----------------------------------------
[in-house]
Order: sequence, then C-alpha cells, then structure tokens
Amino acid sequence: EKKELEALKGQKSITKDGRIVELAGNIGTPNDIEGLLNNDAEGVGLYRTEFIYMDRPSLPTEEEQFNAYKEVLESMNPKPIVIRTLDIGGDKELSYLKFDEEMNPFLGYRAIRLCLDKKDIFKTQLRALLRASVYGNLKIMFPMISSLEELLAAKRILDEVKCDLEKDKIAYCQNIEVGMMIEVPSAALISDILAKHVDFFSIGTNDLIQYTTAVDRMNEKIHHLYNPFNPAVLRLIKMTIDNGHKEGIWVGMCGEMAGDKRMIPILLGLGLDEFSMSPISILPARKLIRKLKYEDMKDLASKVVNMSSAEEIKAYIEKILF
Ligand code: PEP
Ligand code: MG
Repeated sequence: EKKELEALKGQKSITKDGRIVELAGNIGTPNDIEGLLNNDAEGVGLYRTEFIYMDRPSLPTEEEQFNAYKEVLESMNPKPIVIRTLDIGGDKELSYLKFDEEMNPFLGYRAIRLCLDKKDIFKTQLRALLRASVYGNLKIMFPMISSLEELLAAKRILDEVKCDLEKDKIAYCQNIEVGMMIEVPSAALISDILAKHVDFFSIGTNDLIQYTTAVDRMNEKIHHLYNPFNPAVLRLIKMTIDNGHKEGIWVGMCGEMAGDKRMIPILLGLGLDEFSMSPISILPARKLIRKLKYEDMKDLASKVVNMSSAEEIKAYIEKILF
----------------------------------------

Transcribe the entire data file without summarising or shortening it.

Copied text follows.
[in-house]
Order: sequence, then C-alpha cells, then structure tokens
Amino acid sequence: EKKELEALKGQKSITKDGRIVELAGNIGTPNDIEGLLNNDAEGVGLYRTEFIYMDRPSLPTEEEQFNAYKEVLESMNPKPIVIRTLDIGGDKELSYLKFDEEMNPFLGYRAIRLCLDKKDIFKTQLRALLRASVYGNLKIMFPMISSLEELLAAKRILDEVKCDLEKDKIAYCQNIEVGMMIEVPSAALISDILAKHVDFFSIGTNDLIQYTTAVDRMNEKIHHLYNPFNPAVLRLIKMTIDNGHKEGIWVGMCGEMAGDKRMIPILLGLGLDEFSMSPISILPARKLIRKLKYEDMKDLASKVVNMSSAEEIKAYIEKILF
Ligand code: PEP
Ligand code: MG
Repeated sequence: EKKELEALKGQKSITKDGRIVELAGNIGTPNDIEGLLNNDAEGVGLYRTEFIYMDRPSLPTEEEQFNAYKEVLESMNPKPIVIRTLDIGGDKELSYLKFDEEMNPFLGYRAIRLCLDKKDIFKTQLRALLRASVYGNLKIMFPMISSLEELLAAKRILDEVKCDLEKDKIAYCQNIEVGMMIEVPSAALISDILAKHVDFFSIGTNDLIQYTTAVDRMNEKIHHLYNPFNPAVLRLIKMTIDNGHKEGIWVGMCGEMAGDKRMIPILLGLGLDEFSMSPISILPARKLIRKLKYEDMKDLASKVVNMSSAEEIKAYIEKILF